What's it like to live in Africa????

Ethan had the joy of receiving a letter in the mail--the real mail, with a stamp and everything!--a first here in Africa for him. It was written by a sweet boy at one of our churches; a boy we've never met. Ethan was thrilled to get it, and he read it aloud for us. It was very sweet. And then came the line that gives me hives every time.

"What's it like to live in Africa?"

Not because it's not a valid question. I understand how inconceivable and incomprehensible living in Africa might seem. Yes, I understand why the question inevitably comes. The hives are a result of just how difficult that question is to answer.

How does one wrap up the experience of DIFFERENT in a concise sentence, as if the 26 letters plus punctuation could possibly be enough to bring clarity as to what it's like?

How does one describe the ease with which we pat ourselves on the back and say to God and others, "We've sacrificed so much. We're so Radical. Now give us what we've earned." And then minutes later seeing others' sufferings, and the force with which we're struck to our knees, crying out to God and others, "We've been given so much. We're still clinging to our own rights and desires. Please give us what we need."

How does one describe the deep, nearly suffocating desire to see Christ make a difference in the spiritual, physical, political, and social darkness all around us, and the fight against hopelessness that it will ever come to pass on this earth.

How does one talk about trusting our children's wellbeing to God's lovingkindness, and also the need to be in tune with their needs so as not to neglect them for the sake of the work. Or to reconcile God's call on our chilrden's lives, when it wasn't their decision to come out here.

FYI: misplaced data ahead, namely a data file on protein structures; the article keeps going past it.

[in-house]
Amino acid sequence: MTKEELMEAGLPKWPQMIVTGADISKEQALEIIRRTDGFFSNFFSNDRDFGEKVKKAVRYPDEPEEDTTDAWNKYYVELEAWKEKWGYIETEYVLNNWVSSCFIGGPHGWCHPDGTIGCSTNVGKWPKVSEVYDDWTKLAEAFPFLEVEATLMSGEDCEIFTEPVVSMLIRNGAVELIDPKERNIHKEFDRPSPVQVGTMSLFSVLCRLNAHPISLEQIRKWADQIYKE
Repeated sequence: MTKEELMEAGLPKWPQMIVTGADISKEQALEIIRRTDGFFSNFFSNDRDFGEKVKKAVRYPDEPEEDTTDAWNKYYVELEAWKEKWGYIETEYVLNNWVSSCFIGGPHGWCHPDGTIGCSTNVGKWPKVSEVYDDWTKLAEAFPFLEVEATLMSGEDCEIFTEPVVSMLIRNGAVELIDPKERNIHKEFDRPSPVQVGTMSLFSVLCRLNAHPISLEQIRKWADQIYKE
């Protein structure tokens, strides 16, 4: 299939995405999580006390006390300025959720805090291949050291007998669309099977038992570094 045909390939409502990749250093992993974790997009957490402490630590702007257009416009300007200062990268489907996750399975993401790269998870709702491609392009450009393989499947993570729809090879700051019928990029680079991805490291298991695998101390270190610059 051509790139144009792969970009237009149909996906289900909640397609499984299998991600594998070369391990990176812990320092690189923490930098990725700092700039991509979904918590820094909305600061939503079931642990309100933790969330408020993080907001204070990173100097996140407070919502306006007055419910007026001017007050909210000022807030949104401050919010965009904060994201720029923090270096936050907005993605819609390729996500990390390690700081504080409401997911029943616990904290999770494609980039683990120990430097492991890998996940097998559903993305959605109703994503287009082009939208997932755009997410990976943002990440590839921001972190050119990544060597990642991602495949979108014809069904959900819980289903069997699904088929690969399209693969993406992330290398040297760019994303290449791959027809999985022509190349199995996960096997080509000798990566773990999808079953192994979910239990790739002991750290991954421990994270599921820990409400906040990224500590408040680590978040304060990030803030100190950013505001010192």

How does one describe the beauty of a foreign land, the beauty of a foreign people, the intrigue of hearing foreign tongues all around, the frustration of always being the foreigner.

So what's it like to live in Africa?? It's like driving on an unfamiliar highway; one with pot-holes aplenty, and a chasm on one side and rising cliffs on the other, with an enemy trying to knock us into the chasm or into the cliffs. Oh, and we're in a standard-shift car. With no cruise control. . Every moment, trying to take in the sights and make sense of the sounds. Every moment, concentrating on the road with painful intensity. Always aware, always alert, always double-checking speed, and fuel, and lights. It's exhilarating and exhausting. It's rewarding and punishing. It's never dull, and sometimes we cry out for dull. But it's real, and it's important, and it's our road, prepared in advance for us to travel. We may look a little wind-blown; I wouldn't call it a joy-ride, but it's the road-trip of a lifetime.

So, what's it like to live in America?


  1. I remember the first time I asked Kenny what it was like to grow up in Ethiopia and Kenya, and his answer was perfect: To him, it was completely normal. He was so young when your family went over, and he didn't fully understand all the struggles your parents may have faced. But it was life, it was home, it was his normal.


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